Anatomy of the Avocado Fruit

California Avocado Society 1942 Yearbook 27: 56-64
Anatomy of the Avocado Fruit
Katharine Cummings and C. A. Schroeder
University of California, Los Angeles
This report is a brief summary of an anatomical study of the avocado fruit begun by the
senior author in 1940 as part of a general study of the structure, chemical composition
and physiological behavior of this fruit undertaken at the request of the California
avocado industry. In 1941 the problem was taken over by the junior author. More
complete and detailed reports on this portion of the study will appear in appropriate
technical journals. Several reports already have been made on other phases of the
general study.*
Stoneback and Calvert (3) have made a cursory study of the avocado fruit, and Haas
(1,2) mentions a few anatomical features as they are related to the physiological
reactions of the fruit. Aside from these, practically no references exist in the literature
concerning the anatomy of this fruit.
This report deals with the anatomy of the Fuerte avocado fruit and of five other
commercial varieties selected because of pronounced differences in certain structural
characteristics. For the purpose of this study the Fuerte is considered to be a typical
fruit, for presumably it combines the characteristics of the Guatemalan and Mexican
horticultural races. The other varieties studied were Leonard, Leucadia, Nabal, Carlsbad
and Nimlioh.
The avocado fruit is a berry of one carpel containing a single seed. The mature Fuerte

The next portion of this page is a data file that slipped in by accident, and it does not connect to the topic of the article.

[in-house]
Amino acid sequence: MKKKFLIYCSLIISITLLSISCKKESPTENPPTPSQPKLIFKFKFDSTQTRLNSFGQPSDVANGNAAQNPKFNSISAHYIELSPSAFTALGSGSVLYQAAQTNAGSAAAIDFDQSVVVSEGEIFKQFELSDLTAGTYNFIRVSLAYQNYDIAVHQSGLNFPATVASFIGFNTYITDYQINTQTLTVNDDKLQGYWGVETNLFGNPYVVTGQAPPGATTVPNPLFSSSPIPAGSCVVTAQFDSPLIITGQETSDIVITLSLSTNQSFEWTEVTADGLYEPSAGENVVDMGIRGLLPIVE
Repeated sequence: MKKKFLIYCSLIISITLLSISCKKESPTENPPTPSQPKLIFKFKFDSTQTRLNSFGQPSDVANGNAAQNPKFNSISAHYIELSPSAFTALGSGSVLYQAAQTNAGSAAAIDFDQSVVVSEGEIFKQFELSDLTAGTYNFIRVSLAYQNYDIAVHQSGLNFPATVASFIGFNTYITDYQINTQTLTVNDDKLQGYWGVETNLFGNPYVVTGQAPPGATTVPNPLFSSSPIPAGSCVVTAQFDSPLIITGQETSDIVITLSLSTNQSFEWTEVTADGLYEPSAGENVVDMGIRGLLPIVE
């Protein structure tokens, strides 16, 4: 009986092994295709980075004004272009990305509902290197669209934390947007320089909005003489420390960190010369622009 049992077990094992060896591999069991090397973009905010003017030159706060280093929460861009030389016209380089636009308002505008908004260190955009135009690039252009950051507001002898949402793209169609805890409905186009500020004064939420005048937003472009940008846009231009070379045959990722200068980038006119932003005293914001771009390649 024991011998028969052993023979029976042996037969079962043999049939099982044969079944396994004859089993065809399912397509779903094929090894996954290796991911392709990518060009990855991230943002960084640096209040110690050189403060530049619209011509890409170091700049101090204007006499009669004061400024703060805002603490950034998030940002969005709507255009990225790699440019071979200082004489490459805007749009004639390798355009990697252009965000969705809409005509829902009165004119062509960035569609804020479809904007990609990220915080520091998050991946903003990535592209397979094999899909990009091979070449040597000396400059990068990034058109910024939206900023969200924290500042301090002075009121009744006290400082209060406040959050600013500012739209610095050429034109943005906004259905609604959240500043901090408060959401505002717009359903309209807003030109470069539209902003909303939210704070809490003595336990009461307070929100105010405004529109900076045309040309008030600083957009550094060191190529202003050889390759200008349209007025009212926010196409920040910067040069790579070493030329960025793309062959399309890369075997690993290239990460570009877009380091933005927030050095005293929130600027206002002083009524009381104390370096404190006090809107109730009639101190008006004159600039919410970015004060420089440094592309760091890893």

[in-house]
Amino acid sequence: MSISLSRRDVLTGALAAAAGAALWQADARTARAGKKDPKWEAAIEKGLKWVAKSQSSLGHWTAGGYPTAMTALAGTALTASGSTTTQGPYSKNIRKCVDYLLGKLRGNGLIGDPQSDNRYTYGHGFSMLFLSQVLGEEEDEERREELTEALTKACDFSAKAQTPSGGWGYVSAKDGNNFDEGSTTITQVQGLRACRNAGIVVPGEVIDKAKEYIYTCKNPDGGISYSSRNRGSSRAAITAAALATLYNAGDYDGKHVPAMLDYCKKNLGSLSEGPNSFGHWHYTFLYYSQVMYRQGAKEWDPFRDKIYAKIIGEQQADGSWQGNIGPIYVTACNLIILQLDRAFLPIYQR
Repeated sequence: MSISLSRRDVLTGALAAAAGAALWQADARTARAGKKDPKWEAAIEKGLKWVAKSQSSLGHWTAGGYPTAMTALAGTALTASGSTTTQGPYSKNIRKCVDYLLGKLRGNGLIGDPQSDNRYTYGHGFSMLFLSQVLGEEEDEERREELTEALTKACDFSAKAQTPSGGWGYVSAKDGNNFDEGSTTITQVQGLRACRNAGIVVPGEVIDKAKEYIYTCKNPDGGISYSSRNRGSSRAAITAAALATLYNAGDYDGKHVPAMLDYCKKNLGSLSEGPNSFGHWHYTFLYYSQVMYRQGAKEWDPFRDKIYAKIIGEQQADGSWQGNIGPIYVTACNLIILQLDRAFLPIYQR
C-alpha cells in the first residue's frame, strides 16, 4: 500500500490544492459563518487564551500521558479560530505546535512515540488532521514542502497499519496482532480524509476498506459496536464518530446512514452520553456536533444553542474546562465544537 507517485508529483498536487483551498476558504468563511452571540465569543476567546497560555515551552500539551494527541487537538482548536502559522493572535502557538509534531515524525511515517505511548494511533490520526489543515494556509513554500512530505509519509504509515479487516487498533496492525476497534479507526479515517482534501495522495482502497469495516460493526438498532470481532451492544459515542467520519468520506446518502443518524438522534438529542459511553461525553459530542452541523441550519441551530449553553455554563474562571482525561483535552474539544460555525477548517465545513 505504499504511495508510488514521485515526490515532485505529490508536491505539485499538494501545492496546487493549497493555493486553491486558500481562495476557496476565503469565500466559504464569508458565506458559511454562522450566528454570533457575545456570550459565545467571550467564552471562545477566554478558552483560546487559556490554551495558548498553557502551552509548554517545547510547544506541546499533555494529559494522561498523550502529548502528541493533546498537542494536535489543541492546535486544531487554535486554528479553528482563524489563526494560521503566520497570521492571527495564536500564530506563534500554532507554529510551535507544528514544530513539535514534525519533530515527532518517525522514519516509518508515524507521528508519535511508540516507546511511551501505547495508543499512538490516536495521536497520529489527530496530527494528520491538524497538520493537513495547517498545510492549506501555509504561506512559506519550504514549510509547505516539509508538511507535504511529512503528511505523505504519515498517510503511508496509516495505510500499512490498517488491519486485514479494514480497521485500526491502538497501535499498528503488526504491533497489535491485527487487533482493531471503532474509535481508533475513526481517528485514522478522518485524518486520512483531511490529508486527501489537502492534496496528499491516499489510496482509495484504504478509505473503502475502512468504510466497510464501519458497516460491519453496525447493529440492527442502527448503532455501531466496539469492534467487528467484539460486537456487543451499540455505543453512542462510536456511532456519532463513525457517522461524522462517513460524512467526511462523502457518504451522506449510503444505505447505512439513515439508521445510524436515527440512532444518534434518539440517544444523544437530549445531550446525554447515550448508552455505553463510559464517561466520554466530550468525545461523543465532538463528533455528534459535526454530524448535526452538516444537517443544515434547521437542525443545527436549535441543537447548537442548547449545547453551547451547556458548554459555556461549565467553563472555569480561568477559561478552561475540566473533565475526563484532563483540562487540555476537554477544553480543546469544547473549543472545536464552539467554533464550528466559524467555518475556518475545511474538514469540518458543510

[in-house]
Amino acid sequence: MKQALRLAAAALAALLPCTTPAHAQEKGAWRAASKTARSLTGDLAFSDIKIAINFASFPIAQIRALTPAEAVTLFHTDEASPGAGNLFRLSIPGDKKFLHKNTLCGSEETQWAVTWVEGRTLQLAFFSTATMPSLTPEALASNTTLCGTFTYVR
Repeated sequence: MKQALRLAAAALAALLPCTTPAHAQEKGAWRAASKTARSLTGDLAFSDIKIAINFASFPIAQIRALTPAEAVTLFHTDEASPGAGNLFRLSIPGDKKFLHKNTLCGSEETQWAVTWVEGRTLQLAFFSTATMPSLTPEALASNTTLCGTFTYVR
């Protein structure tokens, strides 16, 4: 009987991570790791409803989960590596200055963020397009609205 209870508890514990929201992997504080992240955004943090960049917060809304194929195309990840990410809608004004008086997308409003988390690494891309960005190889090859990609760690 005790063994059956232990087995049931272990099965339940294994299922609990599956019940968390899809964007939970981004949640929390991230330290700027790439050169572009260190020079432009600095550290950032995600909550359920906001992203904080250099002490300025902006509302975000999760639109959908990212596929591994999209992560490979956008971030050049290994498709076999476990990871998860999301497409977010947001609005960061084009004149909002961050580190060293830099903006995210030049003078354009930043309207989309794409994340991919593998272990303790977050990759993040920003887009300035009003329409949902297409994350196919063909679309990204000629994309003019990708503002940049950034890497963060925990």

fruit is noticeably asymmetrical at the apex as a result of differential growth on opposite
sides. The pericarp consists of three layers; the exocarp, which comprises the skin or
rind, the fleshy mesocarp, which is the edible portion of the fruit, and a thin inner layer
next to the outer seed coat, the endocarp (Fig. 14). The following description of the fruit
tissues refers to the Fuerte variety except where others are specifically mentioned.
The exocarp is made up of epidermal, parenchyma and sclerenchyma tissues and is the
layer which is removed when the fruit is peeled. A relatively thin cuticle forms a wax-like
film over the surface of the fruit. Beneath this film is an epidermis of one layer and a
hypodermis of one to three layers of brick-shaped cells (Fig. 2). Suberin is present in
the outer tangential and radial walls, and the cell contents include chloroplasts, starch,
oil and tannin. Stomatal openings level with the surface may be seen in this layer in
young fruits (Fig. 1). In older fruits, however, many of the stomata have been forced
outward by lenticel formation beneath them and are no longer visible. The lenticels
appear on the surface of the fruit as slightly raised white or gray patches which remain